Closing schools was supposed to decrease possible COVID contacts, helping to flatten the curve. But opening schools might actually be safer than the unregulated alternatives that parents have come up with for educating and caring for their kids during the workday.
Many women in many dual-parent households have dropped out of the workforce during the pandemic to carry this domestic load, but most solo moms can’t do that. We have to keep the plates spinning as best we can. I wonder about all the other pandemic lock-in kids living in single-mother households—roughly one quarter of the U.S. population.
The Labor Department reported an alarming 865,000 women left the workforce in the month of September.
The Female Future of Work report shows how old the barriers faced by working women are and how seldom U.S. policymakers cared. The new report brings a recognition to working women’s history.
Nursing mothers need to pump regularly or they can be exposed to certain health risks, but U.S. airports have long lacked dedicated spaces for breastfeeding.
Fortunately, that will change with the recent passage of The Friendly Airports for Mothers Improvement Act. The legislation, introduced by Sen. Tammy Duckworth, requires small airports to have designated lactation spaces by 2023.
With a threatened mass exodus of women from the work force, the pandemic is prompting a national conversation about the plight of working women and the issues that impede their success at work.
If greater attention is paid to these issues, this pandemic-fueled recession could enable the future inclusion of women in the workplace for three reasons.
The 2020 she-cession laid bare for everyone just how broken the childcare system is. Fixing the broken child care system is about getting our country back on track. But more specifically, it’s about providing women the critical support we need to participate in the labor force, as well as care for our own social-emotional health.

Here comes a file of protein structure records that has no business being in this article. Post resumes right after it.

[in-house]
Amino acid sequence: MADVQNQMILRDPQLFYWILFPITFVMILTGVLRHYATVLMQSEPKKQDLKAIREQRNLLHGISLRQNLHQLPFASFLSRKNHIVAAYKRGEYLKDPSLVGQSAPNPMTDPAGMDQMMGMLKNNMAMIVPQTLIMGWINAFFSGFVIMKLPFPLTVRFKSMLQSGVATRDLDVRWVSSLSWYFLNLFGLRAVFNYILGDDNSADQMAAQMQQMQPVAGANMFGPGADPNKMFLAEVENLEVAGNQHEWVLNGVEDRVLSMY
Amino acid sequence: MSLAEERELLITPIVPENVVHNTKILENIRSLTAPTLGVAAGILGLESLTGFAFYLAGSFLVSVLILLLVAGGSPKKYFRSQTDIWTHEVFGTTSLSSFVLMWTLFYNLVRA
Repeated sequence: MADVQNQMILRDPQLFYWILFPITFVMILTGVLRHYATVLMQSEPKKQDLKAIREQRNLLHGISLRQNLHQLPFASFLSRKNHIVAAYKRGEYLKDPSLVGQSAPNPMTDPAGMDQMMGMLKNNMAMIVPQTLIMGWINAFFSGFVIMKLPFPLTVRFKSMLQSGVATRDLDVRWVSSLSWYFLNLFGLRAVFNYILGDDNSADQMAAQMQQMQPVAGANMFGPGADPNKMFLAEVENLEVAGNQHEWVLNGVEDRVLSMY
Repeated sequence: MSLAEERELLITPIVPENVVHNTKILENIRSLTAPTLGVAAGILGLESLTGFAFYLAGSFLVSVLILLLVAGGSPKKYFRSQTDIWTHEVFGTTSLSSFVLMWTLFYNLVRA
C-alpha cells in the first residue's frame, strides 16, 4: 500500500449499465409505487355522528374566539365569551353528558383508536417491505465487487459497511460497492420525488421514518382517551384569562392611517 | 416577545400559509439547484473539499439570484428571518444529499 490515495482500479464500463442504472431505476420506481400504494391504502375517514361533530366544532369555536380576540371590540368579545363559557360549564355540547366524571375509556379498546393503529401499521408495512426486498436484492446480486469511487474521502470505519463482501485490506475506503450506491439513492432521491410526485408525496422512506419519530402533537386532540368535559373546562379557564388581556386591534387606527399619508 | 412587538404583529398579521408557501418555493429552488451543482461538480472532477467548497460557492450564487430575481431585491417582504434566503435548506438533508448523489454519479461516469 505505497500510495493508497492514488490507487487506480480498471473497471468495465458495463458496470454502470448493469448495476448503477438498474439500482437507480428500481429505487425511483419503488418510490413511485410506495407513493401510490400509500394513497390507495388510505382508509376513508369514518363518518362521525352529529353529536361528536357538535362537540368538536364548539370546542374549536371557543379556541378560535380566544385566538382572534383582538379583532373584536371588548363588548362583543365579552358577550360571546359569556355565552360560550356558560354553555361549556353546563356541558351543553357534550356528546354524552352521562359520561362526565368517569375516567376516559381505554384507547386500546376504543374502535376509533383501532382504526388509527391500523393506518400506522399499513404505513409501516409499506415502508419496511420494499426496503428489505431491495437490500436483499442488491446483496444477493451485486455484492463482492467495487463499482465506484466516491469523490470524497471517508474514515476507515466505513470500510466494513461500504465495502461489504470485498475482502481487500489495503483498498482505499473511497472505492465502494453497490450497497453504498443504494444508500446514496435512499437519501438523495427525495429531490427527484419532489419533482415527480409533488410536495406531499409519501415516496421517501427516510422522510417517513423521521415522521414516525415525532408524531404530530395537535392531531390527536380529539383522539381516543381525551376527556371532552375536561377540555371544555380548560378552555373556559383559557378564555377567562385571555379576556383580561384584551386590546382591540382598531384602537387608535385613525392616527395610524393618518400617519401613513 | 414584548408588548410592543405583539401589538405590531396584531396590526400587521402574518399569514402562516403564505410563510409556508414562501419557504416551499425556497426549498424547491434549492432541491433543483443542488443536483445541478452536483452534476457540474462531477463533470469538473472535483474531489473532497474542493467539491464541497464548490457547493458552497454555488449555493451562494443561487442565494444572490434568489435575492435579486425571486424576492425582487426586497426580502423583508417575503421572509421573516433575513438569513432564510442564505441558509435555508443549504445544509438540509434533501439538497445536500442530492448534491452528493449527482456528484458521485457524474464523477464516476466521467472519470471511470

Trump’s latest rhetoric reflects the ultimate gender stereotype: A woman’s place is in the home.
Rhetoric characterizing women primarily as wives and mothers harkens back to the earliest days of this republic. Now as then, such rhetoric fundamentally misrepresents the interests and identities of most women.
Crushed by the load of caregiving, women are leaving workplaces in droves, and the wage gap is an important motivator.
“A more accurate description of ‘opting out’ is in fact women being forced out of work—forced out by companies that never really wanted us there anyway, forced out by managers who are not amenable to being flexible, forced out by partners who are not willing to pick up their part of the load at home, and forced out by constantly being ground down through silencing, erasure and plain old everyday sexism in our paid work.”
Despite the national political drama that is swirling, in many ways, last week’s Senate hearings to approve Justice Amy Coney Barrett were uneventful (especially in comparison to the confirmation hearings that took place two years ago for Brett Kavanaugh). But, for me as a Haitian-American scholar who writes about representations of Haiti and Black girlhood, there was a moment that disturbed me.
A Fresno City College student, Marcella Mares, filed a complaint against an instructor who told her that it was inappropriate to breastfeed her 10-month-old during Zoom classes—even with her camera turned off. This is a prime example of micro-aggressions that student parents experience in college classrooms every day. It is also a violation of the law.